The office of Senator Tom Coburn released its fifth annual “Wastebook.” The report highlights “100 silly, unnecessary, and low priority projects” funded by federal tax dollars or government debt. The 100 projects in this year’s report cost taxpayers $25 billion and represent the enormous scale of the federal government.
Among the waste in the report:
- The National Institutes of Health’s grant‐making is roundly criticized. NIH provided $533,000 to study the “effects of meditation…from reading Buddhist texts,” $1.5 million to develop a smartphone game to help parents of children with picky‐eating habits, $387,000 to provide Swedish massages to rabbits, and $371,000 to study whether moms love dogs or their own children more.
- The National Science Foundation awarded an $856,000 grant to train three mountain lions to use treadmills to study mountain lions’ use of energy while hunting. This follows NSF’s earlier grant to study shrimps’ ability to walk on treadmills.
- A small bridge in Morrison, Colorado may be removed and rebuilt for violating the federal government’s “Buy American” provision. The original bridge, built with $52,000 in federal highway dollars, contains $3,300 in American steel that was rolled into sheets in Canada. Reconstruction costs are estimated at $20,000.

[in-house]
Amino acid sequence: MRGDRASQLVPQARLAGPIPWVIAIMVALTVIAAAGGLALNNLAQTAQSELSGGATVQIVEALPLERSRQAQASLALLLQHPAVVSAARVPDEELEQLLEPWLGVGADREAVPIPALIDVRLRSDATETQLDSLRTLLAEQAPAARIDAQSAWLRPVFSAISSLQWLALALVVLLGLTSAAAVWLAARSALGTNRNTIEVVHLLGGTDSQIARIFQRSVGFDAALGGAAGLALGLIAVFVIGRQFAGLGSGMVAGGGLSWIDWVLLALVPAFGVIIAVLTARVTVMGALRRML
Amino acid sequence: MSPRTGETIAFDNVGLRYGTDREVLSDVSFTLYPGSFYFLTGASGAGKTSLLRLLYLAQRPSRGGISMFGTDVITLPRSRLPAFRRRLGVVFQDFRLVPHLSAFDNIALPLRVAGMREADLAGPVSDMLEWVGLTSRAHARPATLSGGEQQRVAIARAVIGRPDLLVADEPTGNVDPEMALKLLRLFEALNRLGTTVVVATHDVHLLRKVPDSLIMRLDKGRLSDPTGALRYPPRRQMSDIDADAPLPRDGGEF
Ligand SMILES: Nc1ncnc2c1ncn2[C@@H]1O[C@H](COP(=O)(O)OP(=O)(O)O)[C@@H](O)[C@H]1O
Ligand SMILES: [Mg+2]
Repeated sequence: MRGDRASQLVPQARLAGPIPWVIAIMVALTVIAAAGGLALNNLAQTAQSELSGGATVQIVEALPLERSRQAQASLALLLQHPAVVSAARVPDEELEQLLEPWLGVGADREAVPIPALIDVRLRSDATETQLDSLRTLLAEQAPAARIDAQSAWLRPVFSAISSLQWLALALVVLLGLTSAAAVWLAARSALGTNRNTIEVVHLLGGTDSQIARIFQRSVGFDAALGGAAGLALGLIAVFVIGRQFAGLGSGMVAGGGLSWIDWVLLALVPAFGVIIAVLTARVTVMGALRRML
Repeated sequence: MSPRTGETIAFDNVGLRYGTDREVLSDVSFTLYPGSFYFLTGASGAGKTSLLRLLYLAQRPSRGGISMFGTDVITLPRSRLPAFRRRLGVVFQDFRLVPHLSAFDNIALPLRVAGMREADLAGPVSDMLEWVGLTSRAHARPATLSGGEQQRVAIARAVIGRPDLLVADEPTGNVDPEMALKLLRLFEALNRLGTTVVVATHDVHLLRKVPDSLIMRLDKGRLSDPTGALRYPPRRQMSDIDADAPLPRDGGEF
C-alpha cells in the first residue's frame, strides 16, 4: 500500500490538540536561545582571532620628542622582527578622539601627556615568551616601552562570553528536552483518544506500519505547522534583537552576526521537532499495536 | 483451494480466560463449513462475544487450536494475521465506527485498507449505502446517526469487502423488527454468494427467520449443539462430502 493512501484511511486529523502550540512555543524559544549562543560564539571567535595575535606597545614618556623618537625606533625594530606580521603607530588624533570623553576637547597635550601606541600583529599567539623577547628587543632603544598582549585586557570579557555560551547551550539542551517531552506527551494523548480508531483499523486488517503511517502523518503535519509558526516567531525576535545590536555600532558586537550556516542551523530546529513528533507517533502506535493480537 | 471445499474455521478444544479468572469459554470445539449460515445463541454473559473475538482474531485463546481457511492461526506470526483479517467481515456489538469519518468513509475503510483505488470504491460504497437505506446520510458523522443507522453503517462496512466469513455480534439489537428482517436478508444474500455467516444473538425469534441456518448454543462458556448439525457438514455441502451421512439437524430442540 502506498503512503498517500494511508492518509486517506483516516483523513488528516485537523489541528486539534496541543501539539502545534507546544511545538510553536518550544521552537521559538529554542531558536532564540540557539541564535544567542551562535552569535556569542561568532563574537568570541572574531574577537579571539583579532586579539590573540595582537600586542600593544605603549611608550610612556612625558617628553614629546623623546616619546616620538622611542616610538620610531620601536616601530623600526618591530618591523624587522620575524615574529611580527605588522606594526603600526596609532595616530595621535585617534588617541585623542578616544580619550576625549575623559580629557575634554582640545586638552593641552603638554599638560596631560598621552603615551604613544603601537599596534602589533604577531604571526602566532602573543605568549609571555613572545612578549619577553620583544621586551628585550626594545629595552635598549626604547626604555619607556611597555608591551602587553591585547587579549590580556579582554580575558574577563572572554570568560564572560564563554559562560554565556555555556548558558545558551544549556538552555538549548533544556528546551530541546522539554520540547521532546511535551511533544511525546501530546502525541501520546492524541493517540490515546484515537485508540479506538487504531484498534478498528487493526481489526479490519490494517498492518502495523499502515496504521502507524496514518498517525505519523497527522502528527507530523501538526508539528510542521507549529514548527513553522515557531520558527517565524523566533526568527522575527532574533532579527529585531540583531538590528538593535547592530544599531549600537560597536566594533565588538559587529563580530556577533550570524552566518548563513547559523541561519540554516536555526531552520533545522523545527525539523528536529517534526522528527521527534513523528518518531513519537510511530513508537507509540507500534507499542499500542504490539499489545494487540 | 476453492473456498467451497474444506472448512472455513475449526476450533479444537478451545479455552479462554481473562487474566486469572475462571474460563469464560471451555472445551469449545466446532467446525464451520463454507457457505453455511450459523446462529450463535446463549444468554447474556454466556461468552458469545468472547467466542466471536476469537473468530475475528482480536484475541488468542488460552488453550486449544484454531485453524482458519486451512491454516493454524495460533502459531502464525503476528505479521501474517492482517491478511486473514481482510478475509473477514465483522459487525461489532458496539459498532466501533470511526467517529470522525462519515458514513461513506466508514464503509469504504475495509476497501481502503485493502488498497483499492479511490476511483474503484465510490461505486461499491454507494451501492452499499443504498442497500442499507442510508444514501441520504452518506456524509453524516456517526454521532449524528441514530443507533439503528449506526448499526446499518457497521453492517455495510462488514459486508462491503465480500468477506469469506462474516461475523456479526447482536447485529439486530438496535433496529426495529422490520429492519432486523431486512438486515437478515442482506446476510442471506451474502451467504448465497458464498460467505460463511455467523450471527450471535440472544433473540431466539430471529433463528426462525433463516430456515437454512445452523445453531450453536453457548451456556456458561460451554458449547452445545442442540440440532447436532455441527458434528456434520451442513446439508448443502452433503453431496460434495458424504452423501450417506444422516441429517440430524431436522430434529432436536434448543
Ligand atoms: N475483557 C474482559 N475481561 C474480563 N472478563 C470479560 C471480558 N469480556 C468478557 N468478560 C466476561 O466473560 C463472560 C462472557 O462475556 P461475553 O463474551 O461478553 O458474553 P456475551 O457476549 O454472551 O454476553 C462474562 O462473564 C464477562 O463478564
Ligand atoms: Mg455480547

- The Department of Housing and Urban Development provided a $1.4 million grant to build a luxury hotel in Cary, North Carolina. The hotel features afternoon tea, facials, and an “upscale cocktail bar.” There are 50 hotels within 15 minutes of driving distance.
The report also includes several other boondoggles that I’ve highlighted recently:
- Customs and Border Protection built 21 homes in Ajo, Arizona for its agents. CBP overpaid for land, added unnecessary amenities, and wasted $4.6 million on these extravagant homes.
- The Department of Homeland Security’s vehicle fleet is underutilized. Fifty‐nine percent of the agency’s vehicles are driven less than 12,000 miles a year, wasting up to $48.6 million.
These projects represent a fraction of the federal government’s almost $4 trillion in annual spending, but illustrate a larger trend. Agencies spend wildly and Congress refuses to provide the necessary oversight.
Entrenched interests encourage policymakers to allow wasteful spending to continue. For instance, the Department of Agriculture tried to close a $2 million sheep research station in Idaho, but “politicians in the region stepped in to keep it open.” There are many similar examples.
Policymakers applaud themselves for the recent drop in the budget deficit, but Senator Coburn’s “Wastebook” shows that a lot of work is left to complete.